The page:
Not hard to do when it costs quite a bit more than the other smart speakers which is fine if all you want to do is listen to music. Note that is revenue on the speaker itself, not all the ancillary products that are also bought to work with them such as plugs, lights, security cameras…

      0
      December 28, 2018
      • Dan Scropos said:

        Apple skates to where the puck is going. Once the world tires of cheap, throw-away devices priced under $80, they’ll once again dominate the high-end segment. You know, the place where all the profits are. They already command 70% of the market, and that’s with the pilot iteration. I’d call that a solid success.

        0
        December 28, 2018
        • S Lawton said:

          70℅ of what market? Smartphones? OK That is Apples major focus. For how many of its competitors is that their main focus?

          0
          December 28, 2018
          • Dan Scropos said:

            70% of the smart speaker market over $200. Like all other Apple products, I see HomePod as something that will be enjoyed far longer than the low quality segment that is currently the fad. Apple has proven once again that it can get woke to spend money on high quality products. When tasked with the same, Amazon and Google cannot.

            0
            December 28, 2018
            • S Lawton said:

              Do you consider Sonos and Bose low quality?

              0
              December 28, 2018
  4. Robert Paul Leitao said:

    I watch Apple very carefully and having been doing so now for 25 years. I don’t know much about Mr. Chowdhry but do know he has been persistently negative on Apple. He has his own perspective. Perspectives are fine, but perspectives are not facts.

    I challenge anyone to find any documented and meaningful facts in this opinion-laden missive. Bear markets bring out fear and fear is a commodity that sells in a broad market sell-off. If few people give his comments credence in a bull market, why all of a sudden would his opinions have greater value in a bear market? It’s not his perspectives that have value. It’s fear that give his perspectives the appearance of value in a market down turn.

    2
    December 28, 2018
    • Mark Visnic said:

      Robert –

      I agree that Mr. Chowdhry’s analysis invites deep skepticism.

      Is there any truth to this point?

      The most revenue generating Apps – Netflix, AirBnB, UBER, LYFT etc pay Zero$ to Apple

      0
      December 28, 2018
      • Dan Scropos said:

        I found this article snippet from August if this year:

        TechCrunch says that it has confirmed with Netflix that the company is currently running a test in a large number of countries.

        TechCrunch has learned and confirmed that Netflix, in its own words, is “testing the iTunes payment method” in 33 countries. More specifically, Netflix is testing how to bypass iTunes. Until September 30, new or lapsed subscribers in selected markets across Europe, Latin America and Asia will be unable pay using iTunes. They are instead getting redirected to the mobile web version to log payment details directly with Netflix […]

        The full list of countries where the billing test is running is as follows: Argentina, Australia, Austria, Belgium, Brazil, Canada, Colombia, Croatia, Czech Republic, Denmark, Ecuador, Finland, France, Germany, Great Britain, Hungary, India, Indonesia, Italy, Japan, Korea, Malaysia, Mexico, Norway, Peru, Philippines, Poland, Slovakia, South Africa, Spain, Sweden, Taiwan and Thailand.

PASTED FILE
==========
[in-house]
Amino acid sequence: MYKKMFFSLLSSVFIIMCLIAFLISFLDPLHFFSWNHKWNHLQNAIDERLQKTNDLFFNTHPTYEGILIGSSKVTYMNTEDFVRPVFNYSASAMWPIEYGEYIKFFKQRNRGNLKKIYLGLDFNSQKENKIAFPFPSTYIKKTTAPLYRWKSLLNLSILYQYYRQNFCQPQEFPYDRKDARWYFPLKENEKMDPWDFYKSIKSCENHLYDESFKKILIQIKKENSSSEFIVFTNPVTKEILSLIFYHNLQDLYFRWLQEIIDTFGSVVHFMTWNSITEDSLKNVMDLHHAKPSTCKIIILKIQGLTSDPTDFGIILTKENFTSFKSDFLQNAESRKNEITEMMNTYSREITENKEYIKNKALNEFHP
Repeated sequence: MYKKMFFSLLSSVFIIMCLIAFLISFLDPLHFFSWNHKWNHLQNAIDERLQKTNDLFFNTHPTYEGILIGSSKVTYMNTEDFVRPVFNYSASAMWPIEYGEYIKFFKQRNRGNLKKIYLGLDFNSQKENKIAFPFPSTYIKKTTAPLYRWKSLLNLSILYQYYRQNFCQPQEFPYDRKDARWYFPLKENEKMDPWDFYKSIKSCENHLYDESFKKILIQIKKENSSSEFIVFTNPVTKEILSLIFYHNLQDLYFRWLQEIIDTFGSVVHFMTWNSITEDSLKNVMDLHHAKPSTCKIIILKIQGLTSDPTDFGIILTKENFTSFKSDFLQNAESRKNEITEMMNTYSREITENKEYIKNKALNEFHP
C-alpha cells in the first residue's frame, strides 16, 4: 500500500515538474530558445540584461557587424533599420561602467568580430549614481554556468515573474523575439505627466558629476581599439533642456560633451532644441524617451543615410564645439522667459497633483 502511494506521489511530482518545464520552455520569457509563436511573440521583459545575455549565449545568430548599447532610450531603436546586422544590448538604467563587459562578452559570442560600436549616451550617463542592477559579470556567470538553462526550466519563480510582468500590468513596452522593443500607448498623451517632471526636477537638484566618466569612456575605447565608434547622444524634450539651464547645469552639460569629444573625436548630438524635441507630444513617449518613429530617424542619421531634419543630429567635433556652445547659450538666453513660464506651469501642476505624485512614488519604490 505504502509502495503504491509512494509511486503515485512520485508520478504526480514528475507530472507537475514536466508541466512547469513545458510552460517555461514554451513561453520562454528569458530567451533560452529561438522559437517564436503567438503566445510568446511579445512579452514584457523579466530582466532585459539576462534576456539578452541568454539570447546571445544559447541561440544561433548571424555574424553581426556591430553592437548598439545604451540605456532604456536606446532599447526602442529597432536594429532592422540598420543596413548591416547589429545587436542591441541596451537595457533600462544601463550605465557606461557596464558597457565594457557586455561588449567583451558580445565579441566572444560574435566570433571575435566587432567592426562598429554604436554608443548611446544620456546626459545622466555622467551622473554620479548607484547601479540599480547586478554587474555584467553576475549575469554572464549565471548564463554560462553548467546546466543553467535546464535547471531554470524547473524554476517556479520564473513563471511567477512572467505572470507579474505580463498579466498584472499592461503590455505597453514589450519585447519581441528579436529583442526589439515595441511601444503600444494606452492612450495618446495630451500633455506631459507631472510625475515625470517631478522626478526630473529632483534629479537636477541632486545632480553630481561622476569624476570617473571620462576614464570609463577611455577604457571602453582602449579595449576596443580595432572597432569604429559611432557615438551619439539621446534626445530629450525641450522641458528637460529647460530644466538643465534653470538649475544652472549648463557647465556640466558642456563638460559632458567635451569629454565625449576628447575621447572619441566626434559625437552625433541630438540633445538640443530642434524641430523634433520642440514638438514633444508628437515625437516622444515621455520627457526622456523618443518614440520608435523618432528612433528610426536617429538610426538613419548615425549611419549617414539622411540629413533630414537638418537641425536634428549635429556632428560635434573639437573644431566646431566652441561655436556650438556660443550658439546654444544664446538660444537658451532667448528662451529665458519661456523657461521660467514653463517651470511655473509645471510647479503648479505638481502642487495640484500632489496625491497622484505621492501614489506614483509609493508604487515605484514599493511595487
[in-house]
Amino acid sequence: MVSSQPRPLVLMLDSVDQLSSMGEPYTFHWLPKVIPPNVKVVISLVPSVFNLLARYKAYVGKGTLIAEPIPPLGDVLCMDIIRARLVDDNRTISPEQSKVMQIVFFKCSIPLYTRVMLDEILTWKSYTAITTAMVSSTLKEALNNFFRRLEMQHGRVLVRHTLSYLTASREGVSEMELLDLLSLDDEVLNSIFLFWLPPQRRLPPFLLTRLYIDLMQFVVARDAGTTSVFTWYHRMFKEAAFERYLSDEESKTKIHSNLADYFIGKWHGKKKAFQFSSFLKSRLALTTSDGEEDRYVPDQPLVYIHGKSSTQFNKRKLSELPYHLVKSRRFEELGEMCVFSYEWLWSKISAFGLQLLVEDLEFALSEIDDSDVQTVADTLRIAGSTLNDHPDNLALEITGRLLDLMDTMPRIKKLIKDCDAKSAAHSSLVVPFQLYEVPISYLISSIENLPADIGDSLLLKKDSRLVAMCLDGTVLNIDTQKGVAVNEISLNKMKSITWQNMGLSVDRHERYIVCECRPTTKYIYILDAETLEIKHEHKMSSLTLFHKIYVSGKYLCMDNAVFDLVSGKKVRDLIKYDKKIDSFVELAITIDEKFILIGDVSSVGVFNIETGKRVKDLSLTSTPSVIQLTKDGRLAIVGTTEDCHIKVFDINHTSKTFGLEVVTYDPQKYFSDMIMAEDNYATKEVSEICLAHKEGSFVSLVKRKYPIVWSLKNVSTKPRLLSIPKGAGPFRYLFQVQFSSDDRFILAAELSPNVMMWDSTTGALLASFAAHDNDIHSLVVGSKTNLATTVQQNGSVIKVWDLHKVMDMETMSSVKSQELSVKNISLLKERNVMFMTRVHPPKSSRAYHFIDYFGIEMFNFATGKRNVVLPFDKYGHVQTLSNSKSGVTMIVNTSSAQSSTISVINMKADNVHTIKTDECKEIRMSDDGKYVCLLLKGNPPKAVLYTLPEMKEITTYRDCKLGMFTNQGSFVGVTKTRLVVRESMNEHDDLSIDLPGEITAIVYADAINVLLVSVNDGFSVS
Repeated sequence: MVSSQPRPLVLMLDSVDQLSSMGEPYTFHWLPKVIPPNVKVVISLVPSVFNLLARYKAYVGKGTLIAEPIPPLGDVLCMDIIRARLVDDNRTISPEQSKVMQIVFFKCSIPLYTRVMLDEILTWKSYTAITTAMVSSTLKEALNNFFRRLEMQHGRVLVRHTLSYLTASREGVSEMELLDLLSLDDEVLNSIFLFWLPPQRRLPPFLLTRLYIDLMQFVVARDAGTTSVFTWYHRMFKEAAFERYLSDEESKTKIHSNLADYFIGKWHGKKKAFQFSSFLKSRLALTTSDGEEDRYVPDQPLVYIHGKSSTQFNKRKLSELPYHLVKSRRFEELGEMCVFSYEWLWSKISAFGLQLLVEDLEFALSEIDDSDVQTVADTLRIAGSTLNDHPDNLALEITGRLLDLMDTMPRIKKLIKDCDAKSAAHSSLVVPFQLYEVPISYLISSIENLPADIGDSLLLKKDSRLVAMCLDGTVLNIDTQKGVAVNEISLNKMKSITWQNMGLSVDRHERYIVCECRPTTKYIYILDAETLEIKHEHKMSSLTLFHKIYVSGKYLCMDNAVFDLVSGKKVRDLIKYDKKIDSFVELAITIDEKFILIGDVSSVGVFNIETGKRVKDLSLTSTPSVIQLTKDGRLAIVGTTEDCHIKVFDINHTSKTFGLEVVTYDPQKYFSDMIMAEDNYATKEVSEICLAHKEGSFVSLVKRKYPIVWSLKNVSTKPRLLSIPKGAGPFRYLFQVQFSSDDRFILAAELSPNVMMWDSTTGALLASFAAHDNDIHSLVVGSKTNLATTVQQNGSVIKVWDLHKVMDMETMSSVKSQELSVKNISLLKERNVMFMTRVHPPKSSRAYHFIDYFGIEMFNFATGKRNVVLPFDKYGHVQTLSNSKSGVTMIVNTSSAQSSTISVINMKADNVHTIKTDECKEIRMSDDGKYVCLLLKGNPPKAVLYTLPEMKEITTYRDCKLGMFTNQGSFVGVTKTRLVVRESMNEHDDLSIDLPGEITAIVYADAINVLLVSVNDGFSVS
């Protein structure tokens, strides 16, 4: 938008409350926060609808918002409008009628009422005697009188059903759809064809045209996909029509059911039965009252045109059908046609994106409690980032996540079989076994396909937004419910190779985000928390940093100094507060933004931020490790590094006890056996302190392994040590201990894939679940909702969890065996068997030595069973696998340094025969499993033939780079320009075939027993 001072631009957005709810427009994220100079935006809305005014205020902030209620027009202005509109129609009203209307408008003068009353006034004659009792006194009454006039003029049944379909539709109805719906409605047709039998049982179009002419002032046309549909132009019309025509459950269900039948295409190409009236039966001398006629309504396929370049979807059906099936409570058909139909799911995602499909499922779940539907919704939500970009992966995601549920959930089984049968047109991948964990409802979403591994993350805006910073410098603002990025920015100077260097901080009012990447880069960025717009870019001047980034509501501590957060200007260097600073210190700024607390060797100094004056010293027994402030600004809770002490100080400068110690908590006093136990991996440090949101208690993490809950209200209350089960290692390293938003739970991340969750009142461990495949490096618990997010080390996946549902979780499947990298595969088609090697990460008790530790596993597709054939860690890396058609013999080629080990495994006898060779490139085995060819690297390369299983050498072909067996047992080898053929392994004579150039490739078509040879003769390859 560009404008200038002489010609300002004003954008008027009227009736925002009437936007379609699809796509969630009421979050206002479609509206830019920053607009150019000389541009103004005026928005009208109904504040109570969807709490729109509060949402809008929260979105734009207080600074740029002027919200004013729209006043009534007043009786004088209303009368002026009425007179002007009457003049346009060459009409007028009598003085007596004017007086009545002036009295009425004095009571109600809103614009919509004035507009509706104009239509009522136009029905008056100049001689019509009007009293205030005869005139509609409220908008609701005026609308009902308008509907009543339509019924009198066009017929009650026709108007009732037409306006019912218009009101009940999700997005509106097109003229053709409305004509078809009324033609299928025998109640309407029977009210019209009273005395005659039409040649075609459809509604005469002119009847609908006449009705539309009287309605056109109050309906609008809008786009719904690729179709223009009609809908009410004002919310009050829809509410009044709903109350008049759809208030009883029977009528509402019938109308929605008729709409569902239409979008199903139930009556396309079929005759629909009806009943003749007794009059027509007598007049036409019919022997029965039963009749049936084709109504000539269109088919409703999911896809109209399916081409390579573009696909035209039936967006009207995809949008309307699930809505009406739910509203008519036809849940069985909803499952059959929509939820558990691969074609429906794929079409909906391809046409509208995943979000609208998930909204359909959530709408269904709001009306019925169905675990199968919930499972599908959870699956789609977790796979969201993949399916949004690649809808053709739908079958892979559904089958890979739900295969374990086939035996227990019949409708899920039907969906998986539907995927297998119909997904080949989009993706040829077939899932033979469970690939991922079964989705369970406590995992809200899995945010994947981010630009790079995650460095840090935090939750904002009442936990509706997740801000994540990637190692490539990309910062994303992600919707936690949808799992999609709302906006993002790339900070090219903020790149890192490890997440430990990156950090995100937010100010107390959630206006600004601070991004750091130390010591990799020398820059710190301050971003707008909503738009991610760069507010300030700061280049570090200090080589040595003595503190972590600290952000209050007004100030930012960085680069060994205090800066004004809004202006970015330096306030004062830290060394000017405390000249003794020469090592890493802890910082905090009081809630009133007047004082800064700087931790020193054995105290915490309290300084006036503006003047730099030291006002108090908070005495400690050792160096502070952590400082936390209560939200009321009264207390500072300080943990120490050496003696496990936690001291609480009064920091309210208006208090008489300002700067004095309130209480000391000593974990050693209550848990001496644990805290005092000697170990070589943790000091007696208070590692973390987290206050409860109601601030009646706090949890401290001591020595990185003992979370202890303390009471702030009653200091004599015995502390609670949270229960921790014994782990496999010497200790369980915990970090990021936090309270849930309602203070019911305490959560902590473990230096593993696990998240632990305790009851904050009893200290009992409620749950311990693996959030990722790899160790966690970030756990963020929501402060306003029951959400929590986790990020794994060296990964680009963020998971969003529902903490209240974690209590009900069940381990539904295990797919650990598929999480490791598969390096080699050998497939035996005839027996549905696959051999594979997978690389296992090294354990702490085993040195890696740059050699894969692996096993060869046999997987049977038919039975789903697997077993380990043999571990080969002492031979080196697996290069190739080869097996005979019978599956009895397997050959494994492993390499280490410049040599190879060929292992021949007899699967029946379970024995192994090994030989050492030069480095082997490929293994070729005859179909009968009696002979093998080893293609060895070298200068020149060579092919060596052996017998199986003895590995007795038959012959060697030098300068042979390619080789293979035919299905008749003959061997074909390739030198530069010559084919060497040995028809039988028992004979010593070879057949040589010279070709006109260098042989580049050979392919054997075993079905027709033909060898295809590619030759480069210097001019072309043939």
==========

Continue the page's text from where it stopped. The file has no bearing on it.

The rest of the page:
Apple currently receives 30% of first-year Netflix subscriptions through the app, and 15% from the second year on. The loss of that income could be significant.

        Apple and subscription-based services like Netflix and Spotify have long been frenemies – the App Store providing a source of new customers, but taking a significant cut in return. Apple switched from a flat rate 30% commission to one of 30% in year 1 and 15% in year 2 onward in an attempt to reduce tensions.

        If Netflix declares the test a success, and switches off iTunes billing altogether, it won’t be the first company to decide it can survive without in-app purchases. Amazon famously doesn’t allow books to be purchased through its Kindle apps on iPhone and iPad precisely to avoid the need to give Apple a cut.

        0
        December 28, 2018
        • Aaron Belich said:

          I have never subscribed to Netflix via iTunes, I imagine most long term Netflix users are in the same boat. That Apple has been getting any revenue from Netflix is a bonus… oh wait, we watch on our phones, iPads, and Apple TV. I suppose those don’t have any tie ins to other revenue driving devices, apps, or services.

          As a subscriber to Netflix, Amazon, and HBO, I have never bought so much digital content as now. I believe I’ve purchased over 100 titles in the last 12 months alone. Anecdotal, but I can’t imagine I’m the only one.

          1
          December 28, 2018
      • Robert Paul Leitao said:

        Mark:

        AT&T doesn’t pay Apple when I make a phone call either. But that doesn’t diminish the value of Apple’s eco-system or the iPhone in my pocket. It’s not Apple’s intent to create a toll road. It is Apple’s intent to deliver rich and robust services to consumers.

        Services attachment remains low yet Services revenue is growing at double-digit rates. Apple does receive a portion of the revenue from subscriptions I purchase through the App Store along with the full revenue from services I acquire from the company including AppleCare, Apple Music and iCloud storage. If I contract for a content subscription through the App Store, Apple does receive a portion of that subscription revenue. Consumers are also free to contract for services outside of the App Store. I don’t see a reason for Apple to force customers to purchase content services only through Apple.